A lot of that is driven by how long this will go on. And at what point will we see, you know, potential action to make us feel more comfortable adding risk? What we do know is that during prior outbreaks the impact on markets were generally quick and severe to the downside followed by a recovery, generally speaking three to six months later.

While we do not know how long a downturn will be or how severe it will be, we're confident that, you know, stock prices where they are today are certainly cheaper and, are more attractive from a risk reward basis. As a component of your portfolio one year out, three years out and definitely five years out from now.

We view equities as a long-term growth component of portfolios, and, want to find times like this, where we can be increasing exposure. So, we've been as a firm, underweight equities coming into this. Now it looks like bear market decline of 20%. After today, we have been underweight equities. We moved to that position in the second half of last year.

And has been reducing exposure for client portfolios throughout all of the second half of last year. So, coming into this, we had an underweight position we've since adjusted that to incorporate what we knew is a more, attractive entry point. I have been using a quote from Warren buffet over the last couple of days, “be fearful when others are greedy and greedy, when others are fearful”.

So, we are taking this as an opportunity to be buyers of equities when it makes sense for each client's kind of specific goals and objectives.

Darcy O'Brien: [00:07:01] Thank you, Chris. And the next question I was going to address to Wayne, if Simon Quick is recommending a target weight to equities now, what would make change at this point, if there's an even further pull back, is there a potential to go to overweight?

What valuation levels or milestones would you want to see before advising clients to ‘back up the truck’?

Wayne Yi: [00:07:25] Yeah, I want to reiterate a lot of the points that Chris just laid out in the sense that, last year, if you really think about the performance that drove the markets last year, it was really on the hope and expectations that, the earnings continue to grow, that there was some kind of trade deal in place.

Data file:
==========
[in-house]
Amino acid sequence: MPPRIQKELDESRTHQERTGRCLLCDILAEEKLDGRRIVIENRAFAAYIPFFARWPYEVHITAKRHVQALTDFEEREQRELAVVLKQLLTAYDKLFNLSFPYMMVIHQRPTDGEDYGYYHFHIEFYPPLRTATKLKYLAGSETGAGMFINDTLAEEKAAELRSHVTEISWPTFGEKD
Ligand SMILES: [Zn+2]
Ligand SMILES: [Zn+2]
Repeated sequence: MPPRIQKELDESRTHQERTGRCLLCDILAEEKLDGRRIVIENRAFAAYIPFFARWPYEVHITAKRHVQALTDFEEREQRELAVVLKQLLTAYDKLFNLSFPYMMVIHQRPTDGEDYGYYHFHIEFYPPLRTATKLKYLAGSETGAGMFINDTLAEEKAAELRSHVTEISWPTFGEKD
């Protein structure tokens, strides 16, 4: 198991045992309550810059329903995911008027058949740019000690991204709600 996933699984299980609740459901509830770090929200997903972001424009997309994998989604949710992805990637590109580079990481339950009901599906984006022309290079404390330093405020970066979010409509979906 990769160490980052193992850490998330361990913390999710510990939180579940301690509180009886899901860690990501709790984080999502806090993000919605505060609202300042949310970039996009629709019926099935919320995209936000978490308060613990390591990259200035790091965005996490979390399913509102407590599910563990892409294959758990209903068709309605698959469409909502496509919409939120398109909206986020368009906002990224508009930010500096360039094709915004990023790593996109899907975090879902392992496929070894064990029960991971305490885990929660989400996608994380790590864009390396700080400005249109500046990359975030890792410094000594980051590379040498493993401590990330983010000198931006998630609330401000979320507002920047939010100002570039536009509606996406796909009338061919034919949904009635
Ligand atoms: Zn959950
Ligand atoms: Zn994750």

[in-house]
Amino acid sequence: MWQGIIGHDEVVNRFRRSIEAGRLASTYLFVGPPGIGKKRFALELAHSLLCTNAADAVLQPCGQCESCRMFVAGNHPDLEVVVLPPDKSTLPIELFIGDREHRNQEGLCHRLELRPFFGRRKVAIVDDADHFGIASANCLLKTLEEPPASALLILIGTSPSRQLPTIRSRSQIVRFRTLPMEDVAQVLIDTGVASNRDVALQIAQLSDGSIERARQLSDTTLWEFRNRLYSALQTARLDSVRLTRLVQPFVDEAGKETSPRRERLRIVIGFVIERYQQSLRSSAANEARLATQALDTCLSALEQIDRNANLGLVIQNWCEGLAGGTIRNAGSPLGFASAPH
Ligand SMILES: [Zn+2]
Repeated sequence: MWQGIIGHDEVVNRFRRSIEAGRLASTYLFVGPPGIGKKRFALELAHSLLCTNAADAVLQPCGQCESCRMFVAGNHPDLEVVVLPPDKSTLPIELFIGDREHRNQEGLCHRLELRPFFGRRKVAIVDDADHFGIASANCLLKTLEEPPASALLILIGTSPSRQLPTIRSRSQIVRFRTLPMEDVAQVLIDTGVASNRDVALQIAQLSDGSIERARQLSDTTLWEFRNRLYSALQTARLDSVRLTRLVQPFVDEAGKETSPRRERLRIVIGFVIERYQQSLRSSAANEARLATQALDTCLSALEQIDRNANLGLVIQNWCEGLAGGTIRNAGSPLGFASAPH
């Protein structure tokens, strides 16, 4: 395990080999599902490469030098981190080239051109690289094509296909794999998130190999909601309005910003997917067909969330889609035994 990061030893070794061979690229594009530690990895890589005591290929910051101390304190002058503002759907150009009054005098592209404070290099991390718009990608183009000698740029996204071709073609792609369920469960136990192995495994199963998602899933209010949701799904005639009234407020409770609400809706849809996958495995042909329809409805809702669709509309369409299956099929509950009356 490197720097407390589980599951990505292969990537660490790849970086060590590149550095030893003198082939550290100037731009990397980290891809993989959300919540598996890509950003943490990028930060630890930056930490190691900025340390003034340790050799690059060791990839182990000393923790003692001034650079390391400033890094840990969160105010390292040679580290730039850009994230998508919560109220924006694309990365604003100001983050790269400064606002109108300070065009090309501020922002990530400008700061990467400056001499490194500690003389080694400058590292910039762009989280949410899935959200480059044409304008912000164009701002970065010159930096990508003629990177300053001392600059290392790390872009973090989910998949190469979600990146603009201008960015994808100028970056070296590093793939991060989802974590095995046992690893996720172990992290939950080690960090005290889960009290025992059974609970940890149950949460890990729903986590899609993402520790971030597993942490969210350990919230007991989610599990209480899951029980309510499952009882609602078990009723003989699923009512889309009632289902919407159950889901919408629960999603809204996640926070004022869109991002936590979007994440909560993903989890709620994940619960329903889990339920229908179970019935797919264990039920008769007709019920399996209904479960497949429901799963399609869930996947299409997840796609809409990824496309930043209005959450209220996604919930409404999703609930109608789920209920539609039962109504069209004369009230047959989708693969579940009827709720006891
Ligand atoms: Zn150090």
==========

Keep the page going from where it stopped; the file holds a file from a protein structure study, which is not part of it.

And, there was not a lot of earnings growth, per say in the actual year. So that was one of the motivations, why we had moved to a modest underweight recommendation. That had changed. Yeah, I think about kind of fundamental, now this is kind of all backward looking. It's not forward-looking, but just kind of thinking about that, where we ended the year, we had a trade deal in place, macro fundamentals were solid and consistent, earnings were beating to the upside, so you had good forward momentum Cyclicals are finally getting a bid. So, there was good momentum from a fundamental basis, that was supporting markets. So, looking at that and then seeing the Corona impact, kind of really hit markets really hard.

That was a dramatic move. And we saw that big move down at the end of February and now we are just seeing that continue to play through. When technicals move that quickly or when market action reacts to that quickly, just kind of step back and think about where the earnings profile of potential is.

Corona will impact earnings. It will cause a slowdown in terms of kind of global growth, and U.S. growth into the second and third quarters. But over the long-term and that's kind of how we invest, we think that there will be a recovery on the back of that.

And we think these multiples and valuations are pretty attractive to. Goldman just came out with a piece this morning and before today's start, they are calling for a 15% decline in the S&P in three months. Now that is a big, dramatic number. It is a big call, but they're also saying by the end of the year, the market will be up 11% from this point.

So, being short term and just think about that three-month decline, like no one can really call that that well. But as you go a little bit longer term and think about kind of going through the business cycle and up 11% from today, that is a solid number for the S&P now. I am not putting weight on either of those numbers, but I just want to comment that there's a lot of volatility in terms of market reaction.